• The American Society of Clinical Oncology's notable research advances include the approval of a new drug for men with advanced prostate cancer that was developed and studied by Memorial Sloan Kettering researchers. (mskcc.org)
  • Included in ASCO's top five advances of 2012 was the US Food and Drug Administration approval of the targeted therapy enzalutamide (Xtandi ® ) for men with advanced prostate cancer . (mskcc.org)
  • The ASCO report referred to the enzalutamide results as "remarkable," and noted that the drug has become the "new standard treatment option for men with chemotherapy-treated prostate cancer. (mskcc.org)
  • Dr. Baselga led a phase III trial involving the drugs trastuzumab (Herceptin ® ) and pertuzumab (Perjeta™) - two antibodies that work by inactivating a protein called HER2, which can be overproduced in some breast cancer cells. (mskcc.org)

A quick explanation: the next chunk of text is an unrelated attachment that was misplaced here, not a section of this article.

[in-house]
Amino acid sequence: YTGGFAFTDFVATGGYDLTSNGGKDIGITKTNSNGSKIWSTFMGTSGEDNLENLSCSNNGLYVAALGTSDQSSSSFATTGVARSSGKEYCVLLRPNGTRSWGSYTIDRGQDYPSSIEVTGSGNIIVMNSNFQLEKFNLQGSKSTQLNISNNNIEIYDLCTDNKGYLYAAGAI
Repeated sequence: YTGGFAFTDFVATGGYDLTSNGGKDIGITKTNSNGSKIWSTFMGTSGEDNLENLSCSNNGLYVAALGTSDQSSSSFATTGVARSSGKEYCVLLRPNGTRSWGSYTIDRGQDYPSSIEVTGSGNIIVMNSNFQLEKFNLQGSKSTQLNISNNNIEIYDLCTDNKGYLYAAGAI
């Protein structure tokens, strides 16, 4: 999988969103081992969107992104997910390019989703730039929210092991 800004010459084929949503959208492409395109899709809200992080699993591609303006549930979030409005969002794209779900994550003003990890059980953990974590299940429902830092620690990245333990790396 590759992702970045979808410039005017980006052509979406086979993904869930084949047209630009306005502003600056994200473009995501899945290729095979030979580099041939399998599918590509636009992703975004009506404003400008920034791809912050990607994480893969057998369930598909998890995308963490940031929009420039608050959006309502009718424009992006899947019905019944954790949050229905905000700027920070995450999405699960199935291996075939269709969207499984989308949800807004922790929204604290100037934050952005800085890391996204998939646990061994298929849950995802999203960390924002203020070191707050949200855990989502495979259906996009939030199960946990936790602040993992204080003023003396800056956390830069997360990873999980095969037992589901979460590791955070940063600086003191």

• NEW YORK (Reuters) - Bristol-Myers Squibb and Roche Holding AG said on Thursday they would evaluate their respective cancer drugs as a potential combination therapy for metastatic melanoma. (reuters.com)
  • Platform development will be based on combined, cross-informing technologies that will enable us to predict optimal 'maintenance therapies' for metastatic disease by targeting cancer evolution and spread through combination therapy. (europa.eu)
  • These anti-cancer mechanisms in turn pave the path for development of new drugs and strategies to tackle with the condition. (pitchengine.com)
  • In the recent years further investigation of the cancer genome has led to targeted therapies. (jcancer.org)
  • 5 ] In the recent years targeted therapies have emerged and based on the genome of cancer specific oral agents are being administered. (jcancer.org)